- The Washington Times - Friday, September 22, 2000

District of Columbia firefighters still cannot communicate with Metro workers during emergencies and might not be able to until next spring because the above-ground portion of a $2 million radio system has not been completed, according to a Metro official.

The radio system, which Metro and the fire department agreed in June to construct, should have been in operation this month as recommended by an evaluation of missteps in a subway tunnel fire in April, Metro safety chief Fred Goodine said yesterday.

Battalion Chief Geoffrey Grambo, a fire department spokesman, said blame for the delay in the radio system's completion lies with a wireless communications company whose frequencies interfere with the system's signals.

"We don't want to get into a stone-throwing contest, but the problem is Nextel," Chief Grambo said. "The agreement was that we would work together to solve the problem, but we have not solved the problem."

Nextel's signal interfered with the system's signal when Motorola, the fire department's contractor, tested the system this summer, Chief Grambo said.

Audrey Schaefer, a spokeswoman for Nextel Communications, said the Federal Communication Commission has granted her company a certain number of radio frequencies for use.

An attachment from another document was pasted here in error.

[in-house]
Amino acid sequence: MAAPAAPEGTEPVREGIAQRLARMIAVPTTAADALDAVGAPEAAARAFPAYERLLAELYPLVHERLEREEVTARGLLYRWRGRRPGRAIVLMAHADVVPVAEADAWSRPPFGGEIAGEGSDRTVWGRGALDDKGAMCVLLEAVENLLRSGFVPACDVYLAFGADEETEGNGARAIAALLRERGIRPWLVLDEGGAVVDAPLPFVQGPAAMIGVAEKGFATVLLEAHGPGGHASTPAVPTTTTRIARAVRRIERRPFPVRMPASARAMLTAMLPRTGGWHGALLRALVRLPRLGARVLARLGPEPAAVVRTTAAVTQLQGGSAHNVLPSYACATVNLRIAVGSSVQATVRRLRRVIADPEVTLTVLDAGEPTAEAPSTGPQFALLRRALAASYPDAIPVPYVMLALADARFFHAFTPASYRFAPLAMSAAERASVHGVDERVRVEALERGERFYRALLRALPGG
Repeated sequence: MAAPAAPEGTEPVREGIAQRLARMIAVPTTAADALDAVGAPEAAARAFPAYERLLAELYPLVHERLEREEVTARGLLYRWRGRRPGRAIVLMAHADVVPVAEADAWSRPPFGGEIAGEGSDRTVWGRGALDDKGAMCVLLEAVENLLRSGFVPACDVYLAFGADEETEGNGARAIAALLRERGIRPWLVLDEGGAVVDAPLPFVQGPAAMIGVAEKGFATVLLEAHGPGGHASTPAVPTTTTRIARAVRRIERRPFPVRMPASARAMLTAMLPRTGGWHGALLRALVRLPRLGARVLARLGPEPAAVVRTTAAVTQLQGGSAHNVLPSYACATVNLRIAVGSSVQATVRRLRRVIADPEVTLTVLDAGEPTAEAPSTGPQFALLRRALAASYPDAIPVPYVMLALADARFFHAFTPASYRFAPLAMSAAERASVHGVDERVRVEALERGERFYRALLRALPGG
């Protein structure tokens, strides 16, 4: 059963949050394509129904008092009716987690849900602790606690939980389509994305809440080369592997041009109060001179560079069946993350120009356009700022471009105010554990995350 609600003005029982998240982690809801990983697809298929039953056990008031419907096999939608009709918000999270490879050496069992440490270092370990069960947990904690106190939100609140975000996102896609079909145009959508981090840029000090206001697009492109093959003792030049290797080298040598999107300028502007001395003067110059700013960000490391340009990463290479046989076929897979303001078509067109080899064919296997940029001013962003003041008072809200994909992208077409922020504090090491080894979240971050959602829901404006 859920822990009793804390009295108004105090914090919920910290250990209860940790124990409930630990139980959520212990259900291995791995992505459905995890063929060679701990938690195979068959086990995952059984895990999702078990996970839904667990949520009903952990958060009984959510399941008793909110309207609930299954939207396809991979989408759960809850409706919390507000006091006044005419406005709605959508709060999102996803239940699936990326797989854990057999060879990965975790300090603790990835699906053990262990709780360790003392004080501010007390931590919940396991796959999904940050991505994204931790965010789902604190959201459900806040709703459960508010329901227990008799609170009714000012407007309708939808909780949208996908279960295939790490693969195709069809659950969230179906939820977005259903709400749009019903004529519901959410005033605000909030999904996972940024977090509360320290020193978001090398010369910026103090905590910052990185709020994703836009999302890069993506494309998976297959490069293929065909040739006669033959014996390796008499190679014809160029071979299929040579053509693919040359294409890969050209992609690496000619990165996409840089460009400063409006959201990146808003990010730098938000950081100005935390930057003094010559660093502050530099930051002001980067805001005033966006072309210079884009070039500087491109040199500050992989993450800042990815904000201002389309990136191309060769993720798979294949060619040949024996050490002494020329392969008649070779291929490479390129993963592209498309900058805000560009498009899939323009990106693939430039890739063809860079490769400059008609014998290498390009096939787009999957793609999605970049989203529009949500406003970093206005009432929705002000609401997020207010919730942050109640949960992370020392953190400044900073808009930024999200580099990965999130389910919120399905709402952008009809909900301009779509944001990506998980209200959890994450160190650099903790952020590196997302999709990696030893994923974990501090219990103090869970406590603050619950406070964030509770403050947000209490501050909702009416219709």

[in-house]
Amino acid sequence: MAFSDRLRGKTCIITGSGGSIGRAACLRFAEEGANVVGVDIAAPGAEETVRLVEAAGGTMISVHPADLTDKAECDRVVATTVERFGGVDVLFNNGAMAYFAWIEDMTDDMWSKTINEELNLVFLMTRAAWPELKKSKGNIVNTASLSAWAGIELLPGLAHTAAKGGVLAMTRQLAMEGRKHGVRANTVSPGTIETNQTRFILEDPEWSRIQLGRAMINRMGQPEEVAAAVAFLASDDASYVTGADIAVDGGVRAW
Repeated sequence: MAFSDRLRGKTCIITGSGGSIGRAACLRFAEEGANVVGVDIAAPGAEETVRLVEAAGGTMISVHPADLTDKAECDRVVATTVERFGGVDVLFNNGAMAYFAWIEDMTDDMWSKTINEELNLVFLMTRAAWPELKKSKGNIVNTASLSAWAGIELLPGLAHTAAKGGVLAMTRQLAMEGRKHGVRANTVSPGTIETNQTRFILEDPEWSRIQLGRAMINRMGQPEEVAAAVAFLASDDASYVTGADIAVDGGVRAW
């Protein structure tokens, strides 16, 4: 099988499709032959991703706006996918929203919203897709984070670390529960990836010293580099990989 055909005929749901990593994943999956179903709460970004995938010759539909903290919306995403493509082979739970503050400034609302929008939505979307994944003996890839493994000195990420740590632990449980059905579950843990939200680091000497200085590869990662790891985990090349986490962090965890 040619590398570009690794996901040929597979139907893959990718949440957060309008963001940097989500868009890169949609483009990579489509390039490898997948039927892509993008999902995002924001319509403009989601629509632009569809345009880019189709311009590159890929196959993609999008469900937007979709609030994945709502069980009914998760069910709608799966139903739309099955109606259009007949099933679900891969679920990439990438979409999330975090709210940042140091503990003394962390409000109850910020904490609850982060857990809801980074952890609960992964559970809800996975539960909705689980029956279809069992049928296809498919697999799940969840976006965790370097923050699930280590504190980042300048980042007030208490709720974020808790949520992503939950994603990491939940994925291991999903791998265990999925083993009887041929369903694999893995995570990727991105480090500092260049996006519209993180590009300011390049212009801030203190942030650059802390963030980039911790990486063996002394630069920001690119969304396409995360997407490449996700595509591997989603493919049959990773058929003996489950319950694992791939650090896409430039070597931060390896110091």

"We go by all FCC guidelines," Mrs. Schaefer said, adding that Nextel would be willing to discuss the matter with the fire department.

Mr. Goodine said the fire department has had plenty of time to correct the problem.

"We're working the underground part… . We're ready yesterday," Mr. Goodine said. "We're already supposed to be communicating."

"At this point, I can't see it being completed till May 2001," he added.

Meanwhile, Metro's board approved opening the Green Line extension to Branch Avenue on Jan. 13, two months ahead of schedule and in time for inaugural events.

General Manager Richard A. White also told the board that passengers are paying 81 percent of the cost for subway rides.

Mr. White told the board in earlier committee meetings, however, that the growth in ridership on the subway system is causing added strains on the system.

Presenting the specifics of a $9.8 billion 25-year plan for Infrastructure and Renewal Programs facility and equipment needs, Mr. White and other staff members said more money would be needed to continue its success.

Specifically, Dave Couch, director of the office of capital improvement, said Metro expects to spend $70 million to $80 million on repairs to tunnels that have suffered structural integrity damage due to water seepage.

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